City sues homeowner in attempt to force cleanup

SPRINGFIELD, Ore. - Neighbors describe Richard Gaff as a political man who doesn't like to conform.

The city says Gaff's property is a mess - and the county wants back taxes paid in full.

A reporter tried to get in touch with Gaff on Monday about the City of Springfield's lawsuit seeking a court order to make him clean up his Main Street property. He didn't respond.

City officials said Gaff's blue house on Main Street has become more than just an eyesore for those trying to improve the street's image.

"Not your typical 'you worked in the house and it's there for a couple days and someone picks it up.' This is long term garbage that is sitting there," said Niel Laudati with the City of Springfield.

Laudati said the city has received over 10 complaints and cited Gaff 31 times for the garbage on his property.

Now the city has filed a lawsuit alleging the property is being used like a junkyard.

"I've really noticed that a lot of the local businesses are really trying to make an effort to try and clean it up and make it a more liveable friendly place for the community," said Kelly Neal, owner of Springfield Spas down the street from Gaff's home. "It's kind of sad the mentality that you get that some people just don't want to change."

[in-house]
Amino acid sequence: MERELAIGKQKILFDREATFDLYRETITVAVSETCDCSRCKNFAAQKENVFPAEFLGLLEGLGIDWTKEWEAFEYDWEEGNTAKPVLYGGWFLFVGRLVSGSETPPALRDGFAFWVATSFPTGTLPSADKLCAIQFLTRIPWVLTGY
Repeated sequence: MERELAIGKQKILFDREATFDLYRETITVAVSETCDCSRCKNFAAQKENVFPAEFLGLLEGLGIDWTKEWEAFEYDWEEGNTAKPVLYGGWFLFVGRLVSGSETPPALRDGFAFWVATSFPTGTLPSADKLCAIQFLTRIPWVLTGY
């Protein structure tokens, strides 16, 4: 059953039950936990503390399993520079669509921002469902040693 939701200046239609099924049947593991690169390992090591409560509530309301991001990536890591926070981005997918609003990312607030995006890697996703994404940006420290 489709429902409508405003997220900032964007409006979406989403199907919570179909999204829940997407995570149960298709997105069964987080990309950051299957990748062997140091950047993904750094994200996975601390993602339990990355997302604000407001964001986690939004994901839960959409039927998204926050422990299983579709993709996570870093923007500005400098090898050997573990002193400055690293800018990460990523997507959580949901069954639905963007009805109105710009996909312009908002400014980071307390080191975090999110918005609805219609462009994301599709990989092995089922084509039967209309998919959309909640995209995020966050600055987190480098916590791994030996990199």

Neighbors said Gaff made an effort recently to clean up, moving the old cars and garbage that for years filled the front yard behind a locked fence.

But with no electricity or running water, the city said the home is unliveable.

"Typically if someone is having a financial issue maybe, something that is leaving them to have a home in disrepair, we have several programs to assist them," Laudati said. "Our goal is to keep them in the house."

Laudati said Gaff never accepted any help, and the home is in such disrepair the City no longer has anything to offer him.